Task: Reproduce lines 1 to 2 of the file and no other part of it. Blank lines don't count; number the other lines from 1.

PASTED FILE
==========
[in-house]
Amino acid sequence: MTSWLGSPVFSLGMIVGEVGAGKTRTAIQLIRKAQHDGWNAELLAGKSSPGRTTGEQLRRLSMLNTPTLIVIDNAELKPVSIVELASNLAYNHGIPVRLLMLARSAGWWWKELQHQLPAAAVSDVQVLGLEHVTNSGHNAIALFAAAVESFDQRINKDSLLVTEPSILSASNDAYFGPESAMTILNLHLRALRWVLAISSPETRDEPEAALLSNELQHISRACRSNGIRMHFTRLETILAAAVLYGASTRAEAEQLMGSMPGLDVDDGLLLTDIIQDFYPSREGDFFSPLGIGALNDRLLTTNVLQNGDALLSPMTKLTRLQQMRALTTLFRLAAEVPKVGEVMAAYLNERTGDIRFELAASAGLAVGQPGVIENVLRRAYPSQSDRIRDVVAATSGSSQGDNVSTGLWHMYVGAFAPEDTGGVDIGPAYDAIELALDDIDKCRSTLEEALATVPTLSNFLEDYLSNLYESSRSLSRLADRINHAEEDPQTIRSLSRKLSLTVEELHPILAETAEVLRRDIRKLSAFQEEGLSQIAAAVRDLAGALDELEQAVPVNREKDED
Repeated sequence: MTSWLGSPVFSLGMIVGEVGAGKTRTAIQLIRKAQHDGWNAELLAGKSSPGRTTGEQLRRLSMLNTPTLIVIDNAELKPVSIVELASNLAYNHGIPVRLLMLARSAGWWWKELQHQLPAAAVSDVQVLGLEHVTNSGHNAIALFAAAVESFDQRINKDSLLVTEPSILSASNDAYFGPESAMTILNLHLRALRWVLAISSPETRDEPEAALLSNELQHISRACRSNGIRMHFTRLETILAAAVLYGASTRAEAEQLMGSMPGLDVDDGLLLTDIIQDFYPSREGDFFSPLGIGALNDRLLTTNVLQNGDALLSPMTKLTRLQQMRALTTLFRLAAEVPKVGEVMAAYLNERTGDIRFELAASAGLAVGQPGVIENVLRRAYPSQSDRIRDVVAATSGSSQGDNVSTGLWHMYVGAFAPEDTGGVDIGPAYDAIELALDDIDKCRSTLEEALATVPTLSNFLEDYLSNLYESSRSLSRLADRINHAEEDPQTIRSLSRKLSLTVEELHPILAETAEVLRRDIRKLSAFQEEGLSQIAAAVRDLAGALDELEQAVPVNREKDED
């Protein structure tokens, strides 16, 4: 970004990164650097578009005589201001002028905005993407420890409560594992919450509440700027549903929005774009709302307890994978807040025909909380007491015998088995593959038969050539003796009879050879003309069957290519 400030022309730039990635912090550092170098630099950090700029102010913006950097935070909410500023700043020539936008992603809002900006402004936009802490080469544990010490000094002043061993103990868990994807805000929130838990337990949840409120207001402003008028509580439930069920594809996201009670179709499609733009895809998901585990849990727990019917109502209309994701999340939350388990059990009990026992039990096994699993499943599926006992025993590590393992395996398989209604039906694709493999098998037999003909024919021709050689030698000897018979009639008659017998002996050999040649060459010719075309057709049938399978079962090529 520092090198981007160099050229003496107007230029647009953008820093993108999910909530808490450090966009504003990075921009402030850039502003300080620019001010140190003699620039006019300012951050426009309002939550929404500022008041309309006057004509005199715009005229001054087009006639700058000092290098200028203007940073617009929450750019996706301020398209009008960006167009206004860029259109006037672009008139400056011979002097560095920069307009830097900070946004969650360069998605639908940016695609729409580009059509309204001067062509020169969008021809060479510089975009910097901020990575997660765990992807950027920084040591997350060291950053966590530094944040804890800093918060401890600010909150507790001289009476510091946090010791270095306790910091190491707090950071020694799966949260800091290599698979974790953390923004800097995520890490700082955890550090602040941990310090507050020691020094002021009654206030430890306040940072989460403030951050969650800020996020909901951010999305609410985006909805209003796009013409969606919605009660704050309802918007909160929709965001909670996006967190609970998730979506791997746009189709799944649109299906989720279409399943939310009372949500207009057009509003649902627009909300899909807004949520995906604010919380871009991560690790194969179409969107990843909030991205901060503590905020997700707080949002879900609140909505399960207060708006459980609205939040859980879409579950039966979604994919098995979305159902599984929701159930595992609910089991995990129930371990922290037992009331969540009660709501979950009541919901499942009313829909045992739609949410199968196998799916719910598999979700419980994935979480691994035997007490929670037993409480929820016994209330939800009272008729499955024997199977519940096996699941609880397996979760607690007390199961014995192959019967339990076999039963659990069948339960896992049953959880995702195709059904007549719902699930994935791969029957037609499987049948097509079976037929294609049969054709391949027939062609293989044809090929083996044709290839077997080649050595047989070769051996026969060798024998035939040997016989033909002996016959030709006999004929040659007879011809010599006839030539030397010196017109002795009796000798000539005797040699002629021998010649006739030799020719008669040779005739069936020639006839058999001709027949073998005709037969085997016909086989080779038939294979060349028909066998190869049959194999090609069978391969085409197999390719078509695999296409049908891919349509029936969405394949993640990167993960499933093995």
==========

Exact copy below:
[in-house]
Amino acid sequence: MTSWLGSPVFSLGMIVGEVGAGKTRTAIQLIRKAQHDGWNAELLAGKSSPGRTTGEQLRRLSMLNTPTLIVIDNAELKPVSIVELASNLAYNHGIPVRLLMLARSAGWWWKELQHQLPAAAVSDVQVLGLEHVTNSGHNAIALFAAAVESFDQRINKDSLLVTEPSILSASNDAYFGPESAMTILNLHLRALRWVLAISSPETRDEPEAALLSNELQHISRACRSNGIRMHFTRLETILAAAVLYGASTRAEAEQLMGSMPGLDVDDGLLLTDIIQDFYPSREGDFFSPLGIGALNDRLLTTNVLQNGDALLSPMTKLTRLQQMRALTTLFRLAAEVPKVGEVMAAYLNERTGDIRFELAASAGLAVGQPGVIENVLRRAYPSQSDRIRDVVAATSGSSQGDNVSTGLWHMYVGAFAPEDTGGVDIGPAYDAIELALDDIDKCRSTLEEALATVPTLSNFLEDYLSNLYESSRSLSRLADRINHAEEDPQTIRSLSRKLSLTVEELHPILAETAEVLRRDIRKLSAFQEEGLSQIAAAVRDLAGALDELEQAVPVNREKDED